Article

Asian Americans and Digital Games  

Christopher B. Patterson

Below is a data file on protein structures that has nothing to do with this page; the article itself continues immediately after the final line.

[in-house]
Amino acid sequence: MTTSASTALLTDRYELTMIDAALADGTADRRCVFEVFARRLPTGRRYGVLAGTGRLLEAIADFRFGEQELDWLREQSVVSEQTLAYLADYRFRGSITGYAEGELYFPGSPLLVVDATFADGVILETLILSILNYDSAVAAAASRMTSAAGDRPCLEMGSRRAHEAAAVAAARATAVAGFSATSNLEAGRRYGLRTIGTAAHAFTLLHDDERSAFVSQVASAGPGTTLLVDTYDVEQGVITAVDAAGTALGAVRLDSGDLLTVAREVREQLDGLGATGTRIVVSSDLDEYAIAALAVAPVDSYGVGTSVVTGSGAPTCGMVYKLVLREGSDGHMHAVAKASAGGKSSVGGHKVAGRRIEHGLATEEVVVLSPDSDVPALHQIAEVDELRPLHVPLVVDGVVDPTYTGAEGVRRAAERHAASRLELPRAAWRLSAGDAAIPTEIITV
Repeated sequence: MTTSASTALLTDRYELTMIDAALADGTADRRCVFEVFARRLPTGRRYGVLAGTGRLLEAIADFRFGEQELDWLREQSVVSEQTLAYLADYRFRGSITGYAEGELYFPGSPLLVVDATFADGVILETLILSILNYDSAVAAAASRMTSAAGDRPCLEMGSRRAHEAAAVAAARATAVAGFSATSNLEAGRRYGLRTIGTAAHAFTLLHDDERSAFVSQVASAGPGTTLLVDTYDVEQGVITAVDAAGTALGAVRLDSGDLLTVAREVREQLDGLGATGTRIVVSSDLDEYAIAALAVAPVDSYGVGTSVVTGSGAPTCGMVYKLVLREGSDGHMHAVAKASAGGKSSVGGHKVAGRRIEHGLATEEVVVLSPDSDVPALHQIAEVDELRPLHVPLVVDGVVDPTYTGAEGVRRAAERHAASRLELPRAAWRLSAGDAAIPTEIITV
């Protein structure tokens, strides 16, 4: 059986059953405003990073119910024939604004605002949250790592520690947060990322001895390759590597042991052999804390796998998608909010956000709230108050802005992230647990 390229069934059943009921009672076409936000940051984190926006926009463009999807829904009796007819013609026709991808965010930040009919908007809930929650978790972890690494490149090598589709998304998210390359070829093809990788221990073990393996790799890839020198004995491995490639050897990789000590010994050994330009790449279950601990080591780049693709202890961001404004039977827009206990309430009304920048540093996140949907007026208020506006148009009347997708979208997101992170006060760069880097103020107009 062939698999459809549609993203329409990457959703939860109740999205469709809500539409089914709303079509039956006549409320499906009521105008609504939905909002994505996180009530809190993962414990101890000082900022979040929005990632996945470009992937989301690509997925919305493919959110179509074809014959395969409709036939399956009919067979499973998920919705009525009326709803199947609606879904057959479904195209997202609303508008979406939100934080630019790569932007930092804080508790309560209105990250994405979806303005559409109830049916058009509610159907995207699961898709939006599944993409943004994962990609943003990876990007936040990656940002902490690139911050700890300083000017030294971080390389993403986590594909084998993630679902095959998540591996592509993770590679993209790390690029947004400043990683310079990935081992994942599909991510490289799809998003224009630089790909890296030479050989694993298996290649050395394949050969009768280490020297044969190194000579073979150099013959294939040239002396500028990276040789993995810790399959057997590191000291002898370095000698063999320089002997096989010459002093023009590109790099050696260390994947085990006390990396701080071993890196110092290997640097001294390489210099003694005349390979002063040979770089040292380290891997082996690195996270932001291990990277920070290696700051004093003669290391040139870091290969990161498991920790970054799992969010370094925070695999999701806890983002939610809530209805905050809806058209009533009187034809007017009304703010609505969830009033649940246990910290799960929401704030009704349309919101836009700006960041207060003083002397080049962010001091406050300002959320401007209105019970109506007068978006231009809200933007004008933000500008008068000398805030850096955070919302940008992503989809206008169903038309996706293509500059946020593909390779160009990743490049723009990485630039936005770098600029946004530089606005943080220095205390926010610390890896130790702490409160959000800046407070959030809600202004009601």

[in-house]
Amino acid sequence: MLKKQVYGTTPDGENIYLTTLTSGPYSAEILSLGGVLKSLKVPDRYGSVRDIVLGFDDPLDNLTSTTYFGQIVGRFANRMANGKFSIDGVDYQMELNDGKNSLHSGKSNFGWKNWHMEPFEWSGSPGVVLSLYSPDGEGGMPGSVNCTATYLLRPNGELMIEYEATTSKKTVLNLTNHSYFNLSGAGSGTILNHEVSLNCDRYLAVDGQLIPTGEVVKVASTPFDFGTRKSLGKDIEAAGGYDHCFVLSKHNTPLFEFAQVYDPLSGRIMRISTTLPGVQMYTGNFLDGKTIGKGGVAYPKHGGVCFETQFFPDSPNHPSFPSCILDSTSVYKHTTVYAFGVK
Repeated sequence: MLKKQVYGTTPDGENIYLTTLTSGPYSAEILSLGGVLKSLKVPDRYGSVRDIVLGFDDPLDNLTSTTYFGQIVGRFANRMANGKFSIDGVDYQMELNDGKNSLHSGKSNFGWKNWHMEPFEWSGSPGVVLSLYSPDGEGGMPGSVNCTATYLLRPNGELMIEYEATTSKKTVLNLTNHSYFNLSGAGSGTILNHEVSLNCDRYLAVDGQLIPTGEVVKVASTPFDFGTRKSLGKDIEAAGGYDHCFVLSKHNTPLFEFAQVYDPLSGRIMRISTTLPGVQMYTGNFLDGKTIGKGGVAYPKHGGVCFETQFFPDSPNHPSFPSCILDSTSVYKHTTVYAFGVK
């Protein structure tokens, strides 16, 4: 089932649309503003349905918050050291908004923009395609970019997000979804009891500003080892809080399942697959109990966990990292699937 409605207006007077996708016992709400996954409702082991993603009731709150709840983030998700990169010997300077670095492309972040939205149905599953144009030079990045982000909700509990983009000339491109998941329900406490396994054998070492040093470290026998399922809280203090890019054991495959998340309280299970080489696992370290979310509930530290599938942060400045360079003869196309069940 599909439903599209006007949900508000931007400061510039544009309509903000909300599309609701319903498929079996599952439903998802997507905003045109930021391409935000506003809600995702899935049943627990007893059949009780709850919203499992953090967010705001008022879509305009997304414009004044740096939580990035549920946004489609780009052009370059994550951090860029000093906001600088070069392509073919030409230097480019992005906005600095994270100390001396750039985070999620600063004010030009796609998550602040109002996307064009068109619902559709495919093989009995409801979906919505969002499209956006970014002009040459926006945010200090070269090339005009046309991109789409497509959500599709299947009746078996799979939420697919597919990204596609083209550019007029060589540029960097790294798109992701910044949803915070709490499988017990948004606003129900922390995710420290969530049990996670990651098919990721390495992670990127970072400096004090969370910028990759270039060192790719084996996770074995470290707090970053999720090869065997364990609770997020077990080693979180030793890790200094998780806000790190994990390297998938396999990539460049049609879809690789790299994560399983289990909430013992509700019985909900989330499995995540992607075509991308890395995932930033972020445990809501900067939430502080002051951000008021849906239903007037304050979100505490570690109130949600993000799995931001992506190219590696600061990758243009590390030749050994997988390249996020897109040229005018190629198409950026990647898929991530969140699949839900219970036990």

Asian Americans have frequently been associated with video games. As designers they are considered overrepresented, and specific groups appear to dominate depictions of the game designer, from South Asian and Chinese immigrants working for Microsoft and Silicon Valley to auteur designers from Japan, Taiwan, and Iran, who often find themselves with celebrity status in both America and Asia. As players, Asian Americans have been depicted as e-sports fanatics whose association with video game expertise—particularly in games like Starcraft, League of Legends, and Counter-Strike—is similar to sport-driven associations of racial minorities: African Americans and basketball or Latin Americans and soccer. This immediate association of Asian Americans with gaming cultures breeds a particular form of techno-orientalism, defined by Greta A. Niu, David S. Roh, and Betsy Huang as “the phenomenon of imagining Asia and Asians in hypo- or hypertechnological terms in cultural productions and political discourse.” In sociology, Asian American Studies scholars have considered how these gaming cultures respond to a lack of acceptance in “real sports” and how Asian American youth have fostered alternative communities in PC rooms, arcades, and online forums. For still others, this association also acts as a gateway for non-Asians to enter a “digital Asia,” a space whose aesthetics and forms are firmly intertwined with Japanese gaming industries, thus allowing non-Asian subjects to inhabit “Asianness” as a form of virtual identity tourism. From a game studies point of view, video games as transnational products using game-centered (ludic) forms of expression push scholars to think beyond the limits of Asian American Studies and subjectivity. Unlike films and novels, games do not rely upon representations of minority figures for players to identify with, but instead offer avatars to play with through styles of parody, burlesque, and drag. Games do not communicate through plot and narrative so much as through procedures, rules, and boundaries so that the “open world” of the game expresses political and social attitudes. Games are also not nationalized in the same way as films and literature, making “Asian American” themes nearly indecipherable. Games like Tetris carry no obvious national origins (Russian), while games like Call of Duty and Counter-Strike do not explicitly reveal or rely upon the ethnic identities of their Asian North American designers. Games challenge Asian American Studies as transnational products whose authors do not identify explicitly as Asian American, and as a form of artistic expression that cannot be analyzed with the same reliance on stereotypes, tropes, and narrative. It is difficult to think of “Asian American” in the traditional sense with digital games. Games provide ways of understanding the Asian American experience that challenge traditional meanings of being Asian American, while also offering alternative forms of community through transethnic (not simply Asian) and transnational (not simply American) modes of belonging.